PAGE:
Holdman Studios

Glass Artists Create World-renowned Windows

Breanna Olaveson | Photos by Kevin Kiernan Sep 12, 2019

As a rule, Tom Holdman is not a man of many words.

The glass artist has a profound stutter, and while he has a lot to say, getting the words out has always been a struggle. But thanks to art, he found a way to communicate his big ideas with people around the world.

“They say a picture is worth a thousand words,” Holdman says. “If that’s true, how many words are a thousand pictures worth?”

man and woman standing in a stained glass studio
Tom and Gayle Holdman
Tom and Gayle Holdman working together.
Tom and Gayle Holdman working together.

A Million Words

Holdman founded Holdman Studios in his parents’ garage in the early 1990s. Since then, he and his team have completed more than 1,000 commissioned stained-glass windows on display in Utah libraries; inside dozens of temples of The Church of Jesus Christ of Latter-day Saints, including in Rome, Italy; and the Roots of Knowledge windows at Utah Valley University.

Roots of Knowledge is a stained-glass masterpiece that includes 80 window panes, more than 60,000 individual pieces of glass and is 10 feet high and 200 feet long. It tells the story of human knowledge through the centuries, from prehistoric times to today and took 12 years to complete.

Now that the monumental undertaking is complete, Holdman Studios is starting work on its next big thing. 

Something Even Bigger

Where Roots of Knowledge explores the story of human understanding, Roots of Humanity — Holdman’s next endeavor — seeks to depict the history of human existence. A panorama of stained glass art will portray important historical events, influential people, familiar symbols, and other significant scenes to explore the human family’s shared history.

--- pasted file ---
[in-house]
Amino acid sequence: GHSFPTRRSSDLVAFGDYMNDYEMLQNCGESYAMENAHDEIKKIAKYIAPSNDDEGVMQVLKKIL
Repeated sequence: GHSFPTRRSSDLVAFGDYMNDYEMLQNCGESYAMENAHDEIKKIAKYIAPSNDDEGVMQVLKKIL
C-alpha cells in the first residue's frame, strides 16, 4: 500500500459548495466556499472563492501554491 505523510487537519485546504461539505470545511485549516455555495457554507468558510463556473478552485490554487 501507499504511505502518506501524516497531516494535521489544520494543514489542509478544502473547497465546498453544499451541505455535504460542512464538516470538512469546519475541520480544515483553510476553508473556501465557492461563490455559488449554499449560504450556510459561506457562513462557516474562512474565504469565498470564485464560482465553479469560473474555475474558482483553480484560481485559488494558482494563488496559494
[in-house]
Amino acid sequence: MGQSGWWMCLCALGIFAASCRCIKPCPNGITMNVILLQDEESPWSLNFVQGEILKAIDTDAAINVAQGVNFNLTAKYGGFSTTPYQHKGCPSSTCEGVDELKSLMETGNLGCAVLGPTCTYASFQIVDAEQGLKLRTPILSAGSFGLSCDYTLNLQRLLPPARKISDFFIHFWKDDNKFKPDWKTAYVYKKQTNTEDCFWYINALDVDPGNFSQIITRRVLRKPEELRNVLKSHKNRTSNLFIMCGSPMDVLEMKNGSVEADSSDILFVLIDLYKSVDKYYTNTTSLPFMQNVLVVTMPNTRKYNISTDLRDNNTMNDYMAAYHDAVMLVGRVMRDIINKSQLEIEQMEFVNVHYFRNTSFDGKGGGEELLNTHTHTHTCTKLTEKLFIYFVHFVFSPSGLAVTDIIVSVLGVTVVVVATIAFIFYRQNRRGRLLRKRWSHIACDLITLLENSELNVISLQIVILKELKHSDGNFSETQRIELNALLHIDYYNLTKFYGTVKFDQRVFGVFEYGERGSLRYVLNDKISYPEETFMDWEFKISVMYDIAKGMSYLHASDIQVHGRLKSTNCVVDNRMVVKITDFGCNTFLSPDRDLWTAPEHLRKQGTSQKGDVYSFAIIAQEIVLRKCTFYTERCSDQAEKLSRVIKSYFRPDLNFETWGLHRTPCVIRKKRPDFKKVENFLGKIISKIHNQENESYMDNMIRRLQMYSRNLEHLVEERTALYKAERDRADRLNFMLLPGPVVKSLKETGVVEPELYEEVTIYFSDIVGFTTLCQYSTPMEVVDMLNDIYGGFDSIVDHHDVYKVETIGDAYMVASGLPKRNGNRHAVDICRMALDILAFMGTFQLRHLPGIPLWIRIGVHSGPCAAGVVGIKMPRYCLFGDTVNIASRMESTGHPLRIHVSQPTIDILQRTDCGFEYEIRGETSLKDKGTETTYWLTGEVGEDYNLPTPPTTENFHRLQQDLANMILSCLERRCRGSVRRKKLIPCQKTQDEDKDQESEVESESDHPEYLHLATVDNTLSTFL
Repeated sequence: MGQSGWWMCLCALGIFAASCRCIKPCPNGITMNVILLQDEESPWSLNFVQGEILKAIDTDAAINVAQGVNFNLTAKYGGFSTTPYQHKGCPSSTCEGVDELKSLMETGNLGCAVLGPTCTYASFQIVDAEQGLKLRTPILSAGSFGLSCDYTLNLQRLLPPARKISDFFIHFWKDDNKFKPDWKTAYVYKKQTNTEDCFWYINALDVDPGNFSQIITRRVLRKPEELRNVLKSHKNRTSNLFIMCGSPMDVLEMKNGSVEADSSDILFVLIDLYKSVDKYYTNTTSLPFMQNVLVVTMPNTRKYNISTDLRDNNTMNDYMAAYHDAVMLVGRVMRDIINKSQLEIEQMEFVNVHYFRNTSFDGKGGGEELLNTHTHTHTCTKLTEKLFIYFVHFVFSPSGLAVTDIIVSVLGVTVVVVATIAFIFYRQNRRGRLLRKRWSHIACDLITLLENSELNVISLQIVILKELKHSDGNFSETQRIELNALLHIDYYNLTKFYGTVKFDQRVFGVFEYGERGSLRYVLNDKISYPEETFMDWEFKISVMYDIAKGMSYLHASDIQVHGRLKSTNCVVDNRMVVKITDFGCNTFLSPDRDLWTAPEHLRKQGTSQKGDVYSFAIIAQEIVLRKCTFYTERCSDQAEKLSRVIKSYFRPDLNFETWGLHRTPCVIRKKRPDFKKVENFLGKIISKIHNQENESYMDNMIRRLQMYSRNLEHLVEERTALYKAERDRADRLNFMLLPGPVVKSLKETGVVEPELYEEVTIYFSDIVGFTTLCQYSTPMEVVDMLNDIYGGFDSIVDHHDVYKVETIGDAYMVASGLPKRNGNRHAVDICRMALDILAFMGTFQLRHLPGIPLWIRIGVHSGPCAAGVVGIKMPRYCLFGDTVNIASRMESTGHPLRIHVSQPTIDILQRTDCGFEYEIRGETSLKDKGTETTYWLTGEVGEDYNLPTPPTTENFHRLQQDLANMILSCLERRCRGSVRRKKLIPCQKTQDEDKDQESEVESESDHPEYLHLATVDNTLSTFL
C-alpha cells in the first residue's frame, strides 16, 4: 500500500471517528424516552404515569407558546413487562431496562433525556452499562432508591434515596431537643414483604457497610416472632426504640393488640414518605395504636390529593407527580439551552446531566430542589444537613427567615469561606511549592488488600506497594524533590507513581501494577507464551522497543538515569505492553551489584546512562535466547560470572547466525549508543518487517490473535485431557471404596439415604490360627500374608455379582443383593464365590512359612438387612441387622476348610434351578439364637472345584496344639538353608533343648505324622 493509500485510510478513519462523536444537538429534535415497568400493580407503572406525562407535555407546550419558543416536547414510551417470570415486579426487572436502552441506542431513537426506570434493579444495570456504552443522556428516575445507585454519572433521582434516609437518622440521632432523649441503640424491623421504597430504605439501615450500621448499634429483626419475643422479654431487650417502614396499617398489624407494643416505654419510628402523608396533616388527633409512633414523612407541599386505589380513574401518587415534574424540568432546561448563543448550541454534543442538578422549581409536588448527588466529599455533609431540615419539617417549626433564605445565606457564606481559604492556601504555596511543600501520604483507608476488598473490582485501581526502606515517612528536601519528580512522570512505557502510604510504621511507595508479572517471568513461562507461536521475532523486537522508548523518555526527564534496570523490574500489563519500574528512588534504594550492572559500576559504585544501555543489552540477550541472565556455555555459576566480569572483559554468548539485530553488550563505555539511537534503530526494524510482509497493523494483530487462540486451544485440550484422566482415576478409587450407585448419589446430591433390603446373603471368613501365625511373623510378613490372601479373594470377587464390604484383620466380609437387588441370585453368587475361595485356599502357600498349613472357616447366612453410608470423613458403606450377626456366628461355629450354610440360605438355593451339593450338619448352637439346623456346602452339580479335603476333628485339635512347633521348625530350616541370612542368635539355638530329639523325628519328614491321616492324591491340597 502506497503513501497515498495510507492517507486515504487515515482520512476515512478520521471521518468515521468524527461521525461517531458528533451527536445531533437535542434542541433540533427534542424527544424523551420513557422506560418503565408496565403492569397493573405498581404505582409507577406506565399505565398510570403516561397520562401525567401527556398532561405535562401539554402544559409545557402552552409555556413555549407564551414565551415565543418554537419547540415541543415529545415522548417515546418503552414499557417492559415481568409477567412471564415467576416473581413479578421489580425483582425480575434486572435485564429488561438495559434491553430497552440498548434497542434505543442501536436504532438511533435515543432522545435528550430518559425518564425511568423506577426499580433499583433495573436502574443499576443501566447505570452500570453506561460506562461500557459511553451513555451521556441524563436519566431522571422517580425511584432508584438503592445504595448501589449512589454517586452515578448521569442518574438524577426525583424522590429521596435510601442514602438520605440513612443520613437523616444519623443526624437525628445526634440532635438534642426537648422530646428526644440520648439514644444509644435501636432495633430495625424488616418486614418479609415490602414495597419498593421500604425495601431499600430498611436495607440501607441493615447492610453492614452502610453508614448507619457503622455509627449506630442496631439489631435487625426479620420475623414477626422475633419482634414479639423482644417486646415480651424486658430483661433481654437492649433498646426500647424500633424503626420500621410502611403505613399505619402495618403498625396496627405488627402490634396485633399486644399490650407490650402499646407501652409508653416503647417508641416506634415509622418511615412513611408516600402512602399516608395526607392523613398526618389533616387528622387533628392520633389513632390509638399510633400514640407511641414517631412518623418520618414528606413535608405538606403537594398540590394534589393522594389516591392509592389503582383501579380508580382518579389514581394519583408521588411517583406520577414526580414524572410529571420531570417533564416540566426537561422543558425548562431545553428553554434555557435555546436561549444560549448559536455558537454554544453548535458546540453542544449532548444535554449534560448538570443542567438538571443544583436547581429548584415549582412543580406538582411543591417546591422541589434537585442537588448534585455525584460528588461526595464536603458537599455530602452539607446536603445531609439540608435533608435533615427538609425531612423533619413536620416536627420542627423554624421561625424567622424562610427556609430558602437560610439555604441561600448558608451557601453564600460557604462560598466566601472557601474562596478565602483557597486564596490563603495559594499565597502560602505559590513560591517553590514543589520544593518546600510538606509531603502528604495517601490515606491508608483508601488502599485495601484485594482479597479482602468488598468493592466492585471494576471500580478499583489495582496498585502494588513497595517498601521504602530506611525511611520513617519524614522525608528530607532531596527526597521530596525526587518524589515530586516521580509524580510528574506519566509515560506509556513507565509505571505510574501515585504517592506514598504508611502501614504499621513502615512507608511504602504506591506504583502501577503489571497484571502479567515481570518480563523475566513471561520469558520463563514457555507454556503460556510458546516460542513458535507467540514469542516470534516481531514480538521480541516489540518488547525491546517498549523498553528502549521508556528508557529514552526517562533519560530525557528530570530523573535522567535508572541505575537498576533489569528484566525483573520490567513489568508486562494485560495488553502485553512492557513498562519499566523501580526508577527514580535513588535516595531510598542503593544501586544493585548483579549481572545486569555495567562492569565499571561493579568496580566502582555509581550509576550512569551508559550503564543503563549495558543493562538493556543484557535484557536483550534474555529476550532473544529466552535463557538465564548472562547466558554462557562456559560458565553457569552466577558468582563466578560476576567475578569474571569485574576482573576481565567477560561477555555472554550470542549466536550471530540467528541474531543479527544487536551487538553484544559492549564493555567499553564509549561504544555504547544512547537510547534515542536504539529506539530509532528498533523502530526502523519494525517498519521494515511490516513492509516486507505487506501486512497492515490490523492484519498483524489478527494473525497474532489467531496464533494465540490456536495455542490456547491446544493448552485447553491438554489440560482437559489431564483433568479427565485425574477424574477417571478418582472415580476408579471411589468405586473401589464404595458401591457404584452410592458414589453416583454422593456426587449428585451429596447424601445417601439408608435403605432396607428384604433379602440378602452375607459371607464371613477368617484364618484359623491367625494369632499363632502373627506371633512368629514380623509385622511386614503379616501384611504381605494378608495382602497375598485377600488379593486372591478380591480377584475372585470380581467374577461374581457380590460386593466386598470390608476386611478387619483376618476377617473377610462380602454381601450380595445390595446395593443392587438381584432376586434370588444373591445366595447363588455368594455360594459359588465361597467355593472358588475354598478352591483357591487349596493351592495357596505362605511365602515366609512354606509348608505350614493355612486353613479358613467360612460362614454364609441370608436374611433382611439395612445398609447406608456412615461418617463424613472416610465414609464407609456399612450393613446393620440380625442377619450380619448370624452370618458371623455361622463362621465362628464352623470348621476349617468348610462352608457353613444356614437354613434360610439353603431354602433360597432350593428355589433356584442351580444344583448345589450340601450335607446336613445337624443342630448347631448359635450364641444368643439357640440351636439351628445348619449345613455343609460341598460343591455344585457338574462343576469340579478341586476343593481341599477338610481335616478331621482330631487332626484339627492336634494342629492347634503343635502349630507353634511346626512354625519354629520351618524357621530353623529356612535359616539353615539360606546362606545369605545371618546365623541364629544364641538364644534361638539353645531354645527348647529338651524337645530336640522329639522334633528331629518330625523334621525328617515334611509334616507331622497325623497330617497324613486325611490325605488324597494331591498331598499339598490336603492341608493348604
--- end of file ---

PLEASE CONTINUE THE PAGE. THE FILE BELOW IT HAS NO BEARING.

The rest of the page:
Roots of Humanity is an even bigger project than Roots of Knowledge and will encompass an entire building when completed — potentially on the Thanksgiving Point campus in Lehi, Utah — and tell the story of several pillars of human existence, from knowledge and creativity to love and freedom.

“Roots of Humanity is meant to connect individuals and cultures around the globe,” says Gayle Holdman, co-owner of Holdman Studios. “The creative minds of students, scholars and artists from all around the world will contribute to the project in order to fulfill this symbolic role.”

man blowing glass
Tom Holdman demonstrates blowing glass.

Everyone Contributes to Humanity

The project will require hundreds of hours of labor from dozens of people. But the Holdmans believe that the end result will be worth the cost.

“Some people might look at what we do, and the time and financial cost involved, and ask why we don’t build wells in areas with no clean water or contribute to some other humanitarian project,” Gayle Holdman says. “But this is how we contribute. Stained-glass art is what we do. We hope that if someone with the ability and knowledge to build wells or to stop human trafficking or to do something else sees this exhibit, they are inspired to do that. We don’t contribute in the same ways, but we all contribute.”

Financial contributions to the project are welcome and accepted at Volunteers, especially those with experience in art, design and craftsmanship, are encouraged to contact the studio and arrange to help. And in a project that celebrates human connection, referrals of artists from around the world are hoped for. You can contact Holdman Studios by calling 801-766-4111 or visiting the institute at 3001 North Thanksgiving Way in Lehi, Utah.

glass decor
glass decor in a shop
Tom Holdman's office
stained glass project featuring people
A glass panel from the "Roots of Humanity" project illustrates "Mother Earth."
Tom and Gayle Holdman form glass
Tom and Gayle Holdman form glass.
glass sculpture
handmade glass bowls

Share This Article With Your Community